To evaluate the accuracy of 3-dimensional time-of-fiight magnetic resonance angiography (3D TOF MRA) for detecting intracranial arterial occlusive disease, this technique was compared with conventional angiography. The subjects were 54 patients with cerebrovascular ischemic disease. Using a semi- quantified grading scheme, stenotic lesions were assessed for each segment of the intracranial arteries to the level of the second segment. A high correlation in the degree of stenosis (Spearman rank correlation = 0.68. p = 0.0001, k statistic = 0.846) and an extremely high sensitivity (100%) for detecting occlusive lesions were found. Specificity for each segment of the intracranial arteries varied from 94.8% (Ml portion of the middle cerebral artery) to 83.3% (A1 portion of the anterior cerebral artery). However, mild stenosis tended to be slightly overestimated, and false-positive readings in specific parts of the vessels (the carotid siphon, the anterior cerebral artery orifice, and the middle cerebral artery bifurcation) were not insubstantial. We conclude that despite a relatively high false-positive rate in some regions, 3D TOF MRA is useful for evaluating intracranial major vessels in stroke patients.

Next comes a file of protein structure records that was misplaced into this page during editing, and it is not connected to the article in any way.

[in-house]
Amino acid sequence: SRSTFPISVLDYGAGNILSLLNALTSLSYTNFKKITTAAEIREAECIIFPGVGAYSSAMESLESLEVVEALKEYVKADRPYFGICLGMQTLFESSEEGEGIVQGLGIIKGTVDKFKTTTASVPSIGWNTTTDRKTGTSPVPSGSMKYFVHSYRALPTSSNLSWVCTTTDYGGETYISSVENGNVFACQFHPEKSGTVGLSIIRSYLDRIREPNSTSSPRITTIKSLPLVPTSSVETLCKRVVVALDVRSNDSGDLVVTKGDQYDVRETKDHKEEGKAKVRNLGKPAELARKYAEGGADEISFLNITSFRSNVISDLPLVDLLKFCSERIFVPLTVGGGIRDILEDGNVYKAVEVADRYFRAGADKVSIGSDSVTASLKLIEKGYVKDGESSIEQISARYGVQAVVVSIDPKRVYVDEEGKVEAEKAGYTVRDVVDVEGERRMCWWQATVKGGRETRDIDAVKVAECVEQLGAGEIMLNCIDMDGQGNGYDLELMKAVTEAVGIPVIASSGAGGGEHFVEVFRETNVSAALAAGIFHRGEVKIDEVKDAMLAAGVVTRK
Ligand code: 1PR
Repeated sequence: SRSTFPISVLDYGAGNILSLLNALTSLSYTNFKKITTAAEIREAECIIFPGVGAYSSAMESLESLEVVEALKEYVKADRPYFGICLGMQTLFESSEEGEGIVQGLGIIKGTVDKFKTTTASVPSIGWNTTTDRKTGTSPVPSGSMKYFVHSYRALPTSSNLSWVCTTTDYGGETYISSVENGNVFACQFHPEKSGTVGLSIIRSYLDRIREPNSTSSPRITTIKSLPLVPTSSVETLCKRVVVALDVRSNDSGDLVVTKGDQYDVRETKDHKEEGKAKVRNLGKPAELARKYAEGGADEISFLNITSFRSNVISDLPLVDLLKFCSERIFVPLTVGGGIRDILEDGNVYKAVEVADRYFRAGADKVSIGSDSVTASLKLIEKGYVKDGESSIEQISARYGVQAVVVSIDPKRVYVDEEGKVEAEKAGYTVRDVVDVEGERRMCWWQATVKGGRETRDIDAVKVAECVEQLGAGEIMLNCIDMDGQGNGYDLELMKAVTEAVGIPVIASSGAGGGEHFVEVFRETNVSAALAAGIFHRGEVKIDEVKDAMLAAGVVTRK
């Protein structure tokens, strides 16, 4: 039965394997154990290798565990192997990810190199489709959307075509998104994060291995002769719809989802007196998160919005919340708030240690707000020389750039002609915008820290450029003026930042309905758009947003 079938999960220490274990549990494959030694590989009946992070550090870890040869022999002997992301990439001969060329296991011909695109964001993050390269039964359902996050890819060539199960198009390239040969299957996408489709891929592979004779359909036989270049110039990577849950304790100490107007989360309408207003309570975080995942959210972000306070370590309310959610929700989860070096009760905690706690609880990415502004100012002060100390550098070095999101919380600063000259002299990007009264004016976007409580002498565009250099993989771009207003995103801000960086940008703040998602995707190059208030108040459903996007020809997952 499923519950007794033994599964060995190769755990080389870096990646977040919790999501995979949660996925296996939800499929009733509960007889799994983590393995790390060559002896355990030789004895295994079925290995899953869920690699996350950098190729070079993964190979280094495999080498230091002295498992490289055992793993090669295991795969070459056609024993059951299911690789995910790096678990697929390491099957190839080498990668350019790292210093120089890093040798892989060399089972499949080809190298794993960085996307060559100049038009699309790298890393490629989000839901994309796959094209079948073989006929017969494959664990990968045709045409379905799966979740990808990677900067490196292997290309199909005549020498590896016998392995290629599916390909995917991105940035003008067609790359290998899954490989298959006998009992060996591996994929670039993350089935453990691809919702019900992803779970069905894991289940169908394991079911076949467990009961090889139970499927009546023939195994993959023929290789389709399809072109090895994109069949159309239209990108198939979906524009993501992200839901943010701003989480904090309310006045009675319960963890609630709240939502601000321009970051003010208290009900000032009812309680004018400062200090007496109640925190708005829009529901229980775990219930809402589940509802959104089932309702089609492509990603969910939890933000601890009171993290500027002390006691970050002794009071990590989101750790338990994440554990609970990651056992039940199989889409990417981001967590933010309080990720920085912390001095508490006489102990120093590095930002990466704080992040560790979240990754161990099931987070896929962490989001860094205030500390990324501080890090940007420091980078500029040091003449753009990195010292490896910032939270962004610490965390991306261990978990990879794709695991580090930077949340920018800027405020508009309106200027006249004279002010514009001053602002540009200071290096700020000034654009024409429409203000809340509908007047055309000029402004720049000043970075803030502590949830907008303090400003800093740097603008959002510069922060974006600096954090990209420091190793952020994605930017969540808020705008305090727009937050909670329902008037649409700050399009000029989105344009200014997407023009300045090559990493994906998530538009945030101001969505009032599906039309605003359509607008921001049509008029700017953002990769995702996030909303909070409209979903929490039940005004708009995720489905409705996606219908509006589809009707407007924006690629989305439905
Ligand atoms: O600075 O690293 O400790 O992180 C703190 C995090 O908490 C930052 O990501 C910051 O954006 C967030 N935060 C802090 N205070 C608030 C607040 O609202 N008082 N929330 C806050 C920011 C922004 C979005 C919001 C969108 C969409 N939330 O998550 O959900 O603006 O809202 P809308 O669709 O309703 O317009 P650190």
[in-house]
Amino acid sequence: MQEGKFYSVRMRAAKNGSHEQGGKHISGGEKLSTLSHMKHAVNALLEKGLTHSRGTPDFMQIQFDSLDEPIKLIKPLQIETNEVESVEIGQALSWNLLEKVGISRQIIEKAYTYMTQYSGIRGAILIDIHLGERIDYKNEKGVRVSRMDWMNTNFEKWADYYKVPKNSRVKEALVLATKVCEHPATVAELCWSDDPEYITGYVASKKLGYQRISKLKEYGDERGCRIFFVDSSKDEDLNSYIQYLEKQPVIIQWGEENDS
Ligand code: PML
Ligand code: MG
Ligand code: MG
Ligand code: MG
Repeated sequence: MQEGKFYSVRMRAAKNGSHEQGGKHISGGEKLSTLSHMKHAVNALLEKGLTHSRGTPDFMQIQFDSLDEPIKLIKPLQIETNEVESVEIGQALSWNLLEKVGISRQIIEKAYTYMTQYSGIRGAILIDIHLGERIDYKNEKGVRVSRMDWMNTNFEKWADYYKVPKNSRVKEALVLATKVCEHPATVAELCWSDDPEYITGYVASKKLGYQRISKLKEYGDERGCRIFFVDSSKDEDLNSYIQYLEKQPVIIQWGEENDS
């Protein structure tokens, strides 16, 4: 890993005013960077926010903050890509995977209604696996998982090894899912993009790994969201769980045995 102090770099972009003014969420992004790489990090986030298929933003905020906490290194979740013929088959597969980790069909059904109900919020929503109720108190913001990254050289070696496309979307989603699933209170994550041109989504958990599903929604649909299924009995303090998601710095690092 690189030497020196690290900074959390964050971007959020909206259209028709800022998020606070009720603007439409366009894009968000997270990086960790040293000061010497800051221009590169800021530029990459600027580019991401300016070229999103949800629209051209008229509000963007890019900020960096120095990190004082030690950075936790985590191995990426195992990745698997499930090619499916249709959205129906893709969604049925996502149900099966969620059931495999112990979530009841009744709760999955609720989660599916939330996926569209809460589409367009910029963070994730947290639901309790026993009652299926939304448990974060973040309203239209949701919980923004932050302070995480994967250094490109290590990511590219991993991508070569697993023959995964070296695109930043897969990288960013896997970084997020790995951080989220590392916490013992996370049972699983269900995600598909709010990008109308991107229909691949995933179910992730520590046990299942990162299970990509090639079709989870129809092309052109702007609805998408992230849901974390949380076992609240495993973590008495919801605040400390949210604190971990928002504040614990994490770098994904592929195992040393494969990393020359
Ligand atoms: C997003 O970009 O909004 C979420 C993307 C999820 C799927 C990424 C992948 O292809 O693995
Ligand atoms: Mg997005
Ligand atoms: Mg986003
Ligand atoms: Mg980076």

- Cerebrovascular disease
- Magnetic resonance angiography
ASJC Scopus subject areas
- Clinical Neurology
- Cardiology and Cardiovascular Medicine